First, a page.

July 27, 2021
Almost a decade after the failure of Replicant, Andy Rubin’s robotics mega-project
Google parent firm Alphabet has launched a new business called Intrinsic – to focus on developing software for industrial robots.
Wendy Tan-White, who served as vice president of X, Alphabet's moonshot subsidiary, has been named CEO of the new company, which will operate out of offices in Mountain View, California, and Munich, Germany.
Announcing Intrinsic in a blog post, Tan-White said the new team will be designing software tools to make industrial robots easier to use and more cost-effective.
“By unlocking access to these incredible productivity tools, we hope to support a shift towards a more sustainable and equitable way of making things,” she wrote.
Once more unto the breach
Intrinsic is the latest project to be spun out of X, following the likes of Waymo, Verily Life Sciences, and Loon.
The industrial robotics team was incubating within the division for five and a half years, according to Tan-White. During the time spent as part of Alphabet’s moonshot factory, the team worked on technologies like automated perception, reinforcement learning, and motion planning, among others, to give industrial robots the ability to automatically learn and make adjustments as they’re completing tasks.
“In one instance, we trained a robot in two hours to complete a USB connection task that would take hundreds of hours to program. In other tests, we orchestrated multiple robot arms to assemble an architectural installation and a simple piece of furniture,” Tan-White said.
While admitting that such tasks are both unrealistic and unaffordable to run at scale today, she looked to the long-term. Intrinsic's software has the potential "to help with a much wider range of problems and drive up the diversity of goods that can be produced affordably and sustainably," she said.
The new company is looking for partners – especially firms in the automotive, electronics, and healthcare industries. It is also looking for staff, including AI experts, software engineers, and roboticists.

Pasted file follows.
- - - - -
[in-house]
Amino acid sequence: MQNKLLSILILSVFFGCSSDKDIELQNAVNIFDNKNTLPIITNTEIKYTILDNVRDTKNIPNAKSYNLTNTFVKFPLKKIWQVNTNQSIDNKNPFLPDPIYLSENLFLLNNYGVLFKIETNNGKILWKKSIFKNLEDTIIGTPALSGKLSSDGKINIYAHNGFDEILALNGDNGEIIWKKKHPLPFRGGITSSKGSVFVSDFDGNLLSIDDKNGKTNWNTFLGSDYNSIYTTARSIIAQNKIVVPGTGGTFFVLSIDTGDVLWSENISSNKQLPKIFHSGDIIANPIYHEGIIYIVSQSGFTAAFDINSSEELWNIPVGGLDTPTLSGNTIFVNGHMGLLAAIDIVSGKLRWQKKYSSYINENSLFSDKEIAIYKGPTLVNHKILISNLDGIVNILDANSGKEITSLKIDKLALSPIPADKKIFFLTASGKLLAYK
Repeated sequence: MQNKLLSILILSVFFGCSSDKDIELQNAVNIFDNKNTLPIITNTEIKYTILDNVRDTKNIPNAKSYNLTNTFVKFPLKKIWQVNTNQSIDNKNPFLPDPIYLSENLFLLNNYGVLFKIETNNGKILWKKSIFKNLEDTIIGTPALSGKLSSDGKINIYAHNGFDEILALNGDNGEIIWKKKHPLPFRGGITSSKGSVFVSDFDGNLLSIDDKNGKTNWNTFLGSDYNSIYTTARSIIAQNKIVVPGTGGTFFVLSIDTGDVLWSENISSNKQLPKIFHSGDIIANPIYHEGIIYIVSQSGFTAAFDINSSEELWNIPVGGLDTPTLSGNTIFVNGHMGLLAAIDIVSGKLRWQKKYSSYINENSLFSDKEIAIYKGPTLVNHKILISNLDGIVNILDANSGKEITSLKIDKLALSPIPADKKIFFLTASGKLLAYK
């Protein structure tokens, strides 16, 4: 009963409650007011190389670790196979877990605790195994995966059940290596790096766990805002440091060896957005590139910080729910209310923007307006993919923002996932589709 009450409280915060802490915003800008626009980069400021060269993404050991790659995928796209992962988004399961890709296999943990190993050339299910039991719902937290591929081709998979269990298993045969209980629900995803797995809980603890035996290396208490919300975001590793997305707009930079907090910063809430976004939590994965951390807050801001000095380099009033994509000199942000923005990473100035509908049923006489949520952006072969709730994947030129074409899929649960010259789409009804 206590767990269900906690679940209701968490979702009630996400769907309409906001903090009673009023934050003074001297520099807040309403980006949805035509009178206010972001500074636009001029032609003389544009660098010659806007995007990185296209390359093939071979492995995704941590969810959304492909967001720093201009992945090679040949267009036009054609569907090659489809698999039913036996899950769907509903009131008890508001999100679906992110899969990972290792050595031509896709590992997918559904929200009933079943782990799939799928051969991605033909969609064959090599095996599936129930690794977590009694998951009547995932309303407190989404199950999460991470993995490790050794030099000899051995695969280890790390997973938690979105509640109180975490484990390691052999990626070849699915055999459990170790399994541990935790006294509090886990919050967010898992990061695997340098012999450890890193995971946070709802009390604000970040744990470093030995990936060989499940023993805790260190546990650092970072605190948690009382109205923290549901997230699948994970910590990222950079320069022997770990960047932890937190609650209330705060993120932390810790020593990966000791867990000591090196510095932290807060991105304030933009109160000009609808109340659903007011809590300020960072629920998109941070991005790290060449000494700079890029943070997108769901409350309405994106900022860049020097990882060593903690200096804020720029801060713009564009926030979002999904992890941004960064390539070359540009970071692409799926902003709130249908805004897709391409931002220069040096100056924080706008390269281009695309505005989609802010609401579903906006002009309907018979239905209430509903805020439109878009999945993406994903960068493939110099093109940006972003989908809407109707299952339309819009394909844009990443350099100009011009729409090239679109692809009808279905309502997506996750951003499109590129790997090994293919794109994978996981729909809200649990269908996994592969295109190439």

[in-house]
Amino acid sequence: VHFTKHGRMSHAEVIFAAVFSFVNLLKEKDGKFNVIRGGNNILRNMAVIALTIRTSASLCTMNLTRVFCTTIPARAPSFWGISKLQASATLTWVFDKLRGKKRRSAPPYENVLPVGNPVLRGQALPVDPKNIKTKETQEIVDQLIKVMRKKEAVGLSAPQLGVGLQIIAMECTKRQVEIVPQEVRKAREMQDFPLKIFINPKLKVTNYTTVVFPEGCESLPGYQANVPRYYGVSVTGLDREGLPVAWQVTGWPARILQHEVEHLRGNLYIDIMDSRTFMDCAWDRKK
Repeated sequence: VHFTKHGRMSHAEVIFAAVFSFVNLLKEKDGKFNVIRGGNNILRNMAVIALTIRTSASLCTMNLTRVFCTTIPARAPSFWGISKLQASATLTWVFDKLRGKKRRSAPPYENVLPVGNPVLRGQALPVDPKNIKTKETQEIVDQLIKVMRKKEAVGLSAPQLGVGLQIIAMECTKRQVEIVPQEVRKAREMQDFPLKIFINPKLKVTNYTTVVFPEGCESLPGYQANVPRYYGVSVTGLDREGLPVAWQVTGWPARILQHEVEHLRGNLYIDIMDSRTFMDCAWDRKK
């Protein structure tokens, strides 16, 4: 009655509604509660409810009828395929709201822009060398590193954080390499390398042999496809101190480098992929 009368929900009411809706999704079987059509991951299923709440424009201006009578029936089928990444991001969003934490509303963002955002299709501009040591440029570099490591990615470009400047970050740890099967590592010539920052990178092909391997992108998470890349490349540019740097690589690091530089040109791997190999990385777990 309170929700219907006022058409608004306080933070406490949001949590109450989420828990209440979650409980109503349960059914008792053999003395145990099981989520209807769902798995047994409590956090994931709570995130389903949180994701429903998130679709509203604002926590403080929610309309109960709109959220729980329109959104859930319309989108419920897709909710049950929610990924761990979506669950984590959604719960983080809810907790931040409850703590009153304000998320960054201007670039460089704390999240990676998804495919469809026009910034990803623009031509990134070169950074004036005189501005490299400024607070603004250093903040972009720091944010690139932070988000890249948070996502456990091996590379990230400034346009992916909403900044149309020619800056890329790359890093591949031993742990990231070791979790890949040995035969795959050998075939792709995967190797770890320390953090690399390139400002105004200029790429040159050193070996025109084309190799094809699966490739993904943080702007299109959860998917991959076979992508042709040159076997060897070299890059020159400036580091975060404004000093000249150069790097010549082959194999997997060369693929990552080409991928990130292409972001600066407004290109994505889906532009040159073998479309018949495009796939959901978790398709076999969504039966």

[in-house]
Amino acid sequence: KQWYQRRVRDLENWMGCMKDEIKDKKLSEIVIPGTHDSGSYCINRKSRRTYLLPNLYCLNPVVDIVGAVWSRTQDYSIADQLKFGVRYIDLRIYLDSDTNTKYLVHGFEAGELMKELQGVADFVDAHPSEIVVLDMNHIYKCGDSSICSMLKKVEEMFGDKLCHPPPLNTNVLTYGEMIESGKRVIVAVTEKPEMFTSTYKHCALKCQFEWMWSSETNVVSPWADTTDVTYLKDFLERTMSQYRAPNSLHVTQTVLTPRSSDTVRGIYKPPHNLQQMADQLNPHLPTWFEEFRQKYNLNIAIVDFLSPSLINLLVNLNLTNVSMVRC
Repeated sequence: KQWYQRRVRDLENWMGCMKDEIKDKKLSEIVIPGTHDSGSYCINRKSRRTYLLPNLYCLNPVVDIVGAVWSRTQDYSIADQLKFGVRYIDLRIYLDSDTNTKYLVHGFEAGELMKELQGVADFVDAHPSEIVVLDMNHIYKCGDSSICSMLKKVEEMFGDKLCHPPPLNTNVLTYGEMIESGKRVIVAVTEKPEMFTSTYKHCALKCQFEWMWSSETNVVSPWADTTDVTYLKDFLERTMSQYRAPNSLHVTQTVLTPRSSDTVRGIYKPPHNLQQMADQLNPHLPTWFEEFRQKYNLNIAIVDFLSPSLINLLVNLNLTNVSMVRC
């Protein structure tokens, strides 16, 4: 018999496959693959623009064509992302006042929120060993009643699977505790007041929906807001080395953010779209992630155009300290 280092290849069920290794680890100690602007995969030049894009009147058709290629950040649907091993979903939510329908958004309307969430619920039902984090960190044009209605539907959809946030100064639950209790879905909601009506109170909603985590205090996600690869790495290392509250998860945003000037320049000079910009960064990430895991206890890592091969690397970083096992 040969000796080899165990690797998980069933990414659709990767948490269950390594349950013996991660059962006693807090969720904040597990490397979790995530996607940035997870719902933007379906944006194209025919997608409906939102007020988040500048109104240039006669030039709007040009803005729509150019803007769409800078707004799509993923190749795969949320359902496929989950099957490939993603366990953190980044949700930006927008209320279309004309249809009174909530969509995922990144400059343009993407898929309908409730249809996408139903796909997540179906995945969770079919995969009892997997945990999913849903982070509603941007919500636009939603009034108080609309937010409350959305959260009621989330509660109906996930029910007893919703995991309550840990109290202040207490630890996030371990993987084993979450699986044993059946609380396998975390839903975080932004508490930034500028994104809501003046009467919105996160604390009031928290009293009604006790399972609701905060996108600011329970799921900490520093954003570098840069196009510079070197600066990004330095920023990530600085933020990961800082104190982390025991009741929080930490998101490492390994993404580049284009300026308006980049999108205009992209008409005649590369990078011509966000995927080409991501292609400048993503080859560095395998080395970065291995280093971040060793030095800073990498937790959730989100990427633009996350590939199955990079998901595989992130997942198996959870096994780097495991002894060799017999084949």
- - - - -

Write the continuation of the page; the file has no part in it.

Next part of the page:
Intrinsic already boasts some high-profile hires: AI expert and Google roboticist Torsten Kroeger will serve as chief technology officer, and Engelberger Award winner Martin Haegele as the firm’s industry lead.
Google has a long and complicated history with robotics. It acquired eight robotics companies, including Schaft and Boston Dynamics, and placed them all under the leadership of Andy Rubin, the creator of the Android operating system. Hundreds of new engineers were hired, only for the initiative, codenamed Replicant, to falter soon after.
Rubin quit in 2014, with the various firms clashing over projects and long-term goals. It later emerged that Rubin’s departure was forced – due to sexual misconduct claims. He walked away with a $90m exit package and invested in a new phone company and VC fund.
Boston Dynamics was sold to SoftBank in June 2017, with Hyundai snapping up an 80 percent share in the makers of Spot at the tail end of 2020 for $1.1 billion, and immediately making the robot dog the centerpiece of its marketing strategy.
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